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Invasive Species

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6-8, 9-12 Hudson River Ecology

Invasive species pose a serious risk to ecosystem health and stability around the world and locally. Why should we be concerned about invasive species? How do they change local plant and animal communities? How do they change the chemistry of a water body like the Hudson River?   Students will learn how and why invasive species have such large ecosystem impacts and how they have changed the Hudson River. This unit includes a more in-depth investigation of three species: zebra mussels, water chestnut, and common reed.  As students will discover, all of these introduced species have changed the ecosystems around us in potentially positive and negative ways.  The concluding research report provides an opportunity for students to explore other local invasive species.

  • Grades: 6-8, 9-12

    Students will investigate whether there are more native or invasive plants and how herbivory affects both types of plants in their schoolyard.   

  • Grades: 6-8, 9-12

    Students will know the relationship between light and dissolved oxygen and be able to predict what will happen when a plant does not receive enough light. Students will know what happens to an aquatic ecosystem when a floating macrophyte is introduced as an invasive species, and be able to design an experiment to test their hypothesis.

  • Grades: 6-8, 9-12

    Students will know that aquatic communities change composition based on vegetation types and be able to explain the differences.

  • Grades: 9-12

    Students will know how to design an experiment to test how a pond ecosystem changes over time due to an invasive mollusk and be able to develop a testable hypothesis, create the experimental set-up, collect data, and carry out the experiment.

  • Grades: 6-8, 9-12

    Students will know that aquatic communities change composition based on vegetation types and be able to explain the differences.

  • Grades: 9-12

    Students will know how a water chestnut bed impacts dissolved oxygen levels across space and through time and will be able to use graphs to explain these changes.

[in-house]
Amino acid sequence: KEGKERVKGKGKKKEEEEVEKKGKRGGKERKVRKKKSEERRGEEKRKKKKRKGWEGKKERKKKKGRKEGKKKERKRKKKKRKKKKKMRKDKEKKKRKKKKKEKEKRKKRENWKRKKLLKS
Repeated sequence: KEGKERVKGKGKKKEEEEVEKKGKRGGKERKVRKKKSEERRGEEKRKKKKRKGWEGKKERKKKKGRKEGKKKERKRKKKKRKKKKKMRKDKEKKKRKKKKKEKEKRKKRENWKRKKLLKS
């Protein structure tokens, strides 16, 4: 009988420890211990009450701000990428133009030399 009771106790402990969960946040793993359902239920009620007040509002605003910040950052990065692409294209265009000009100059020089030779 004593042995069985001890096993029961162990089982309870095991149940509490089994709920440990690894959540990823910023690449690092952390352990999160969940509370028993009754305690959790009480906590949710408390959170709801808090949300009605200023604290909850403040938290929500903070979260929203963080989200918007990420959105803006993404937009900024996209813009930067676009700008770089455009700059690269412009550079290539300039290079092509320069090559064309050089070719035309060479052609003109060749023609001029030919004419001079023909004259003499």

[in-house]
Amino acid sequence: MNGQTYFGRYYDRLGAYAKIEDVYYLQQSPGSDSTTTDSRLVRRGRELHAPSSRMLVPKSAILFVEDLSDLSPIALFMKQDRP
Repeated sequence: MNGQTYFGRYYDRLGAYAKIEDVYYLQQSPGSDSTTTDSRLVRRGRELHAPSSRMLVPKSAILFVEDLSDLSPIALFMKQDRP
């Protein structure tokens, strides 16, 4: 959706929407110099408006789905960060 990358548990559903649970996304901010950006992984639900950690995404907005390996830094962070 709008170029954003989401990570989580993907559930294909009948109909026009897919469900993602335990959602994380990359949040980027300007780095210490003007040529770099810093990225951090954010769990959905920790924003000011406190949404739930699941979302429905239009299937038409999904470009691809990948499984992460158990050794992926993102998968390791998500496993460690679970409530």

• Grades: 9-12

    Students will understand how the invasive water chestnut plant impacts the Hudson River differently from the native water celery plant and be able to explain these impacts based on a series of graphs.

  • Grades: 9-12

    Students will know how an invasive species has changed the Hudson River food web and be able to explain the impact of the zebra mussel on the food web over time.

  • Grades: 6-8, 9-12

    Students will know that removing an invasive plant can have a variety of impacts and be able to explain some of these impacts using evidence.

  • Grades: 6-8, 9-12

    Students will know why we call some species invasive and be able to discuss several traits that are common among many invasive species and be able to explain the effects of at least one invasive species on ecosystems in the Hudson Valley. 

  • Grades: 6-8, 9-12

    Students will know what lives in the Hudson River, and will be able to create a food web drawing to represent the organisms living in the river. They will also know that the Hudson River food web is changing in response to the zebra mussel invasion, and will be able to make predictions about how native organisms will be affected by this invasion.  

  • Grades: 6-8, 9-12

    Students will know how the zebra mussel invasion affected the food web of the Hudson River and be able to explain at least two connections within the food web that were affected using evidence from provided graphs.

  • Grades: 6-8, 9-12

    Students will know how the zebra mussel has changed the Hudson River ecosystem and be able to explain how a biotic change affects the abiotic conditions in the Hudson River.

  • Grades: 6-8, 9-12

    Students will know how the zebra mussel invasion has changed the Hudson River and be able to use graphed data to explain the history of these changes.